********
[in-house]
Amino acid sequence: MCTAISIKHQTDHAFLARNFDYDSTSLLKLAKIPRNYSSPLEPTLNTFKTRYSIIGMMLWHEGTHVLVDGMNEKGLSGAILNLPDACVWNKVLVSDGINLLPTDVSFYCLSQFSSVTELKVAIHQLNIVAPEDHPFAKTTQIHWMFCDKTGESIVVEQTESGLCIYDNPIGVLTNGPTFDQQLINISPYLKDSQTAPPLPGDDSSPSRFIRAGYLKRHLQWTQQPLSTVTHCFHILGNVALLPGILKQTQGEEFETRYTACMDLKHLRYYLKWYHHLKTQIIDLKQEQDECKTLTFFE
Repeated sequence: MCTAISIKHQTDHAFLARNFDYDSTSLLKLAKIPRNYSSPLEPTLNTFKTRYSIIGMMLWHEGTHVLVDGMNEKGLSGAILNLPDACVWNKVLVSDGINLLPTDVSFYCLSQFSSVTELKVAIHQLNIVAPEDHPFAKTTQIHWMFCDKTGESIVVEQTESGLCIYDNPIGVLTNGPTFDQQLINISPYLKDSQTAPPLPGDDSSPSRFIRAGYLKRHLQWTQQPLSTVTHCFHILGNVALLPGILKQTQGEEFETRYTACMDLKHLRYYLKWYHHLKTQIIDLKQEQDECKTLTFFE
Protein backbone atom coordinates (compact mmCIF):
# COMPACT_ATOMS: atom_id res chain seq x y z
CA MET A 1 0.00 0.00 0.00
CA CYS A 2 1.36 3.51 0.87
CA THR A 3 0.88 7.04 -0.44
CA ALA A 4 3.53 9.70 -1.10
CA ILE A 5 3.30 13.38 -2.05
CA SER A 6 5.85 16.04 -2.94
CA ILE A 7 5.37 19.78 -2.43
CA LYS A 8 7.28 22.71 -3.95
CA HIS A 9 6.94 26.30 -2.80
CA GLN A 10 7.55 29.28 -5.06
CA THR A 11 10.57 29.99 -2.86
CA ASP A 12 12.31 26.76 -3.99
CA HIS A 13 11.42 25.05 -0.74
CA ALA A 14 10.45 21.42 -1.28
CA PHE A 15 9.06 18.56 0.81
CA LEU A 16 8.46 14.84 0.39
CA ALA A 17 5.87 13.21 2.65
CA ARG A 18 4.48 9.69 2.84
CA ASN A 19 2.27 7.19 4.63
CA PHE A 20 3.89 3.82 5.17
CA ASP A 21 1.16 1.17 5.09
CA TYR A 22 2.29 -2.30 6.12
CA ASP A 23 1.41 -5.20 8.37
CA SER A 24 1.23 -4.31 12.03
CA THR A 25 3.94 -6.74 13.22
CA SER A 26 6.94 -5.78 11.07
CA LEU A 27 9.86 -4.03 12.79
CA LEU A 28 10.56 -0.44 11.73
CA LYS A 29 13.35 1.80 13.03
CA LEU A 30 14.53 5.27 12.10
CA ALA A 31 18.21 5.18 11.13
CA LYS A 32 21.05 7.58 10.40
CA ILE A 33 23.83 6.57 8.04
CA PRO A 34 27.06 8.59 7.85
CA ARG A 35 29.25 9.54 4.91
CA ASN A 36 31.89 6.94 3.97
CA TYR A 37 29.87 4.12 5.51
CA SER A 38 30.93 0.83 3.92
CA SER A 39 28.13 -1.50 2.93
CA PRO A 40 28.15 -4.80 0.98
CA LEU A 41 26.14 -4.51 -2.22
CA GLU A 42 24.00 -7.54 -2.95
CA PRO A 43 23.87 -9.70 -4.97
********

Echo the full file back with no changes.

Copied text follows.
[in-house]
Amino acid sequence: MCTAISIKHQTDHAFLARNFDYDSTSLLKLAKIPRNYSSPLEPTLNTFKTRYSIIGMMLWHEGTHVLVDGMNEKGLSGAILNLPDACVWNKVLVSDGINLLPTDVSFYCLSQFSSVTELKVAIHQLNIVAPEDHPFAKTTQIHWMFCDKTGESIVVEQTESGLCIYDNPIGVLTNGPTFDQQLINISPYLKDSQTAPPLPGDDSSPSRFIRAGYLKRHLQWTQQPLSTVTHCFHILGNVALLPGILKQTQGEEFETRYTACMDLKHLRYYLKWYHHLKTQIIDLKQEQDECKTLTFFE
Repeated sequence: MCTAISIKHQTDHAFLARNFDYDSTSLLKLAKIPRNYSSPLEPTLNTFKTRYSIIGMMLWHEGTHVLVDGMNEKGLSGAILNLPDACVWNKVLVSDGINLLPTDVSFYCLSQFSSVTELKVAIHQLNIVAPEDHPFAKTTQIHWMFCDKTGESIVVEQTESGLCIYDNPIGVLTNGPTFDQQLINISPYLKDSQTAPPLPGDDSSPSRFIRAGYLKRHLQWTQQPLSTVTHCFHILGNVALLPGILKQTQGEEFETRYTACMDLKHLRYYLKWYHHLKTQIIDLKQEQDECKTLTFFE
Protein backbone atom coordinates (compact mmCIF):
# COMPACT_ATOMS: atom_id res chain seq x y z
CA MET A 1 0.00 0.00 0.00
CA CYS A 2 1.36 3.51 0.87
CA THR A 3 0.88 7.04 -0.44
CA ALA A 4 3.53 9.70 -1.10
CA ILE A 5 3.30 13.38 -2.05
CA SER A 6 5.85 16.04 -2.94
CA ILE A 7 5.37 19.78 -2.43
CA LYS A 8 7.28 22.71 -3.95
CA HIS A 9 6.94 26.30 -2.80
CA GLN A 10 7.55 29.28 -5.06
CA THR A 11 10.57 29.99 -2.86
CA ASP A 12 12.31 26.76 -3.99
CA HIS A 13 11.42 25.05 -0.74
CA ALA A 14 10.45 21.42 -1.28
CA PHE A 15 9.06 18.56 0.81
CA LEU A 16 8.46 14.84 0.39
CA ALA A 17 5.87 13.21 2.65
CA ARG A 18 4.48 9.69 2.84
CA ASN A 19 2.27 7.19 4.63
CA PHE A 20 3.89 3.82 5.17
CA ASP A 21 1.16 1.17 5.09
CA TYR A 22 2.29 -2.30 6.12
CA ASP A 23 1.41 -5.20 8.37
CA SER A 24 1.23 -4.31 12.03
CA THR A 25 3.94 -6.74 13.22
CA SER A 26 6.94 -5.78 11.07
CA LEU A 27 9.86 -4.03 12.79
CA LEU A 28 10.56 -0.44 11.73
CA LYS A 29 13.35 1.80 13.03
CA LEU A 30 14.53 5.27 12.10
CA ALA A 31 18.21 5.18 11.13
CA LYS A 32 21.05 7.58 10.40
CA ILE A 33 23.83 6.57 8.04
CA PRO A 34 27.06 8.59 7.85
CA ARG A 35 29.25 9.54 4.91
CA ASN A 36 31.89 6.94 3.97
CA TYR A 37 29.87 4.12 5.51
CA SER A 38 30.93 0.83 3.92
CA SER A 39 28.13 -1.50 2.93
CA PRO A 40 28.15 -4.80 0.98
CA LEU A 41 26.14 -4.51 -2.22
CA GLU A 42 24.00 -7.54 -2.95
CA PRO A 43 23.87 -9.70 -4.97